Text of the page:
The Saturday Paper has requested the full list of funding recipients but the Attorney-General’s Department is not yet releasing it.
We know that of the first $20 million available from the honey pot, Liberal-National MPs have revealed that more than one-quarter ($5.12 million) is going to Coalition seats.
Tony Abbott has announced that of the 150 projects, $6.45 million is going to NSW, $5.89 million to Queensland and $3.09 million to Victoria. Western Australia gets $3.1 million, South Australia $360,000 and the Northern Territory $300,000.
What we don’t know is where the remaining $14.9 million will go, and who the other 136 funding recipients are.
The Labor member for Hunter, Joel Fitzgibbon, calls it pork-barrelling. And he claims that the Coalition has taken funding away from at least one council – Maitland – which had a $180,000 CCTV project approved by the former federal Labor cabinet.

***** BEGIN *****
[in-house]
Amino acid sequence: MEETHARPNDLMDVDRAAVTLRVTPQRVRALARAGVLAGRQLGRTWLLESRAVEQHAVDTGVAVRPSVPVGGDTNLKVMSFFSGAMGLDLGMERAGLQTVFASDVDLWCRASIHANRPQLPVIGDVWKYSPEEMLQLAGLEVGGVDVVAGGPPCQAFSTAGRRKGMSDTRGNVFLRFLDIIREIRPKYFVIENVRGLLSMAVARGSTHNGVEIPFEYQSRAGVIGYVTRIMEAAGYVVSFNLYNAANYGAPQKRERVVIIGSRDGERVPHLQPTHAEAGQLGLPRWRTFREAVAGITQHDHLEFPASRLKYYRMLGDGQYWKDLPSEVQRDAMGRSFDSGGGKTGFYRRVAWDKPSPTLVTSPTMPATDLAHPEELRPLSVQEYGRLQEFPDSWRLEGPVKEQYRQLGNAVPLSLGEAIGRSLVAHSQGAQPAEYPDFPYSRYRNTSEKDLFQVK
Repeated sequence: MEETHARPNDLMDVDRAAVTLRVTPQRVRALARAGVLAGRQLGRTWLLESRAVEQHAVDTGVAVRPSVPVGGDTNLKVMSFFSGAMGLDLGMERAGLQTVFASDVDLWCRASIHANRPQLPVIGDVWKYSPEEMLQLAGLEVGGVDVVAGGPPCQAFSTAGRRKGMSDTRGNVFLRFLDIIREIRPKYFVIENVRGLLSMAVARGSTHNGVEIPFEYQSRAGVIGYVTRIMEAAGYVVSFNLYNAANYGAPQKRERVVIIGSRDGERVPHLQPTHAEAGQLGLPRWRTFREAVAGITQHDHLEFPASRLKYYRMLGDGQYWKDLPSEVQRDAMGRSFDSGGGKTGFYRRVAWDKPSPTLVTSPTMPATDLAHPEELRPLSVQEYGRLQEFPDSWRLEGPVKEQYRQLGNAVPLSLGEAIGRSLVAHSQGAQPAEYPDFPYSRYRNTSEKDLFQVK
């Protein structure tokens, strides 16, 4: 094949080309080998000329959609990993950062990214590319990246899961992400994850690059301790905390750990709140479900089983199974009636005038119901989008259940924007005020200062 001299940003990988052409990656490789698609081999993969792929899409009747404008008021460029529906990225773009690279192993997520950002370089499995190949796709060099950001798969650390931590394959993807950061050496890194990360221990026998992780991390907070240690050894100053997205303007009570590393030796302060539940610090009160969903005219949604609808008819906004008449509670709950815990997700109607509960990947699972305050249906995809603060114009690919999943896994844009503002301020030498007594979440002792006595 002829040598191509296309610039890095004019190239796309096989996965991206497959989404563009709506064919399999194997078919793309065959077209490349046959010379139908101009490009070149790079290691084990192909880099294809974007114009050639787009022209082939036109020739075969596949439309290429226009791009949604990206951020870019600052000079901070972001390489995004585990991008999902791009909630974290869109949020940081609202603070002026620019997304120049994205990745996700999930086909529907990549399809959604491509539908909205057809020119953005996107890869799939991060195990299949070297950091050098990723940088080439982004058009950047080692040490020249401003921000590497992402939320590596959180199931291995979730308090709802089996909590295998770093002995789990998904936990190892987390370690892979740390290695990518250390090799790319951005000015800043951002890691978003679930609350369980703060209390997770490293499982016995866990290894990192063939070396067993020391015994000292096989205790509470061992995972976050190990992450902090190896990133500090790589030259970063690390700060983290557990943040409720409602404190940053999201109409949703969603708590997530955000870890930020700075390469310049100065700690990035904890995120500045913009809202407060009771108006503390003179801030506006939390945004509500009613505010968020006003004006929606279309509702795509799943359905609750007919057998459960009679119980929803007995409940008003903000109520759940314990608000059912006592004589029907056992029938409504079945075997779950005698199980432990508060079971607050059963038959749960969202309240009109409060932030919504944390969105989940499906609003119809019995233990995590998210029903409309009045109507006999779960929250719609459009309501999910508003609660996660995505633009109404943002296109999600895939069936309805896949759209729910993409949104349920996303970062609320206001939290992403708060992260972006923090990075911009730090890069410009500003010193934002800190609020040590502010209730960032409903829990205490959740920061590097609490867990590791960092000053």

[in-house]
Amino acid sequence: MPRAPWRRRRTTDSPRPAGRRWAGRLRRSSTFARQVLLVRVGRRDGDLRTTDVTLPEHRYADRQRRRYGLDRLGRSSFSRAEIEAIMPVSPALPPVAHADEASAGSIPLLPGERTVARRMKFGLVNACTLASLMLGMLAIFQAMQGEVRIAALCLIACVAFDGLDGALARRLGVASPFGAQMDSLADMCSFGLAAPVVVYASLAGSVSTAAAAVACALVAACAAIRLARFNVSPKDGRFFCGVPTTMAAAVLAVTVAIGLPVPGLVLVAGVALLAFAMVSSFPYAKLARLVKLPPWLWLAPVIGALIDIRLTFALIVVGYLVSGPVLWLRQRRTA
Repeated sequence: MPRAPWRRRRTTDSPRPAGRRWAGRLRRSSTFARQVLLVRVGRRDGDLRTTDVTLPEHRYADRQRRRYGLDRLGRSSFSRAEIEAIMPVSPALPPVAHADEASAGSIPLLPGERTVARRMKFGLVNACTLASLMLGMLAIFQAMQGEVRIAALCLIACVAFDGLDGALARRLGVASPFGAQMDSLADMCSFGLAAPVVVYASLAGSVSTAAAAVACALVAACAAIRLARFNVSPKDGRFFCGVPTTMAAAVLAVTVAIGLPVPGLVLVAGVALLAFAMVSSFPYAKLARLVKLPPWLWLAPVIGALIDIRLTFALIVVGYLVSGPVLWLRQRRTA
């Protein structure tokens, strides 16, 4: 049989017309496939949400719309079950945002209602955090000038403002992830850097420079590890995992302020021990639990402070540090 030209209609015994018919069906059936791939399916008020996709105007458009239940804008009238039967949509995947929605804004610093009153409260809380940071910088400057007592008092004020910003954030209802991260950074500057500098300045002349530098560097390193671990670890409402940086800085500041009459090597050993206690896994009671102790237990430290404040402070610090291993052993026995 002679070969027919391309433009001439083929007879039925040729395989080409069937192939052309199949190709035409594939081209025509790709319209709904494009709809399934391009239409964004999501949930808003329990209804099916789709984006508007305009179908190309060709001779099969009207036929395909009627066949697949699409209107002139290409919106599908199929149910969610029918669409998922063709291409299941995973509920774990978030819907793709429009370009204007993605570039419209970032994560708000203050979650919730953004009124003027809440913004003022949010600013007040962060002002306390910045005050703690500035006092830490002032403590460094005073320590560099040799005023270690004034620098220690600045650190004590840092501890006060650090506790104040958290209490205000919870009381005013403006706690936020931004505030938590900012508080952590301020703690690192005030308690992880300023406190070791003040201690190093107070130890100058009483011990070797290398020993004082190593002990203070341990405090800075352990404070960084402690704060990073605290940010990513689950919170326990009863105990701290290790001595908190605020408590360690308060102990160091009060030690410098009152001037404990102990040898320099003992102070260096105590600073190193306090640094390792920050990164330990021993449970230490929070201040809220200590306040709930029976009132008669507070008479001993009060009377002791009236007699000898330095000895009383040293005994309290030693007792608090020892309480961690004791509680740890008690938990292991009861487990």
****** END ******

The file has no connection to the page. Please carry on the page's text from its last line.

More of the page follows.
Fitzgibbon alleges that the Abbott government’s handling of Safer Streets funding is “bordering on corruption”.
The mayor of Maitland Peter Blackmore claims there is a list of councils considered “friends of the government”, which he first heard of through Fitzgibbon.
“We also made our own inquiries and we had the same story given to us,” he says.
Fitzgibbon claims “there is a list of projects promised by the Coalition prior to the election. And for any government to determine recipients of grants on the basis of an election promise, in other words on that criteria only, in my view is a matter for the auditor-general.”
Bob Baldwin, Liberal member for Paterson, says these were “Labor promises” and there were “no contracts signed”. He says $52,000 has been approved for a CCTV program in nearby Raymond Terrace and that the Nationals had promised CCTV in Maitland, not his Liberals.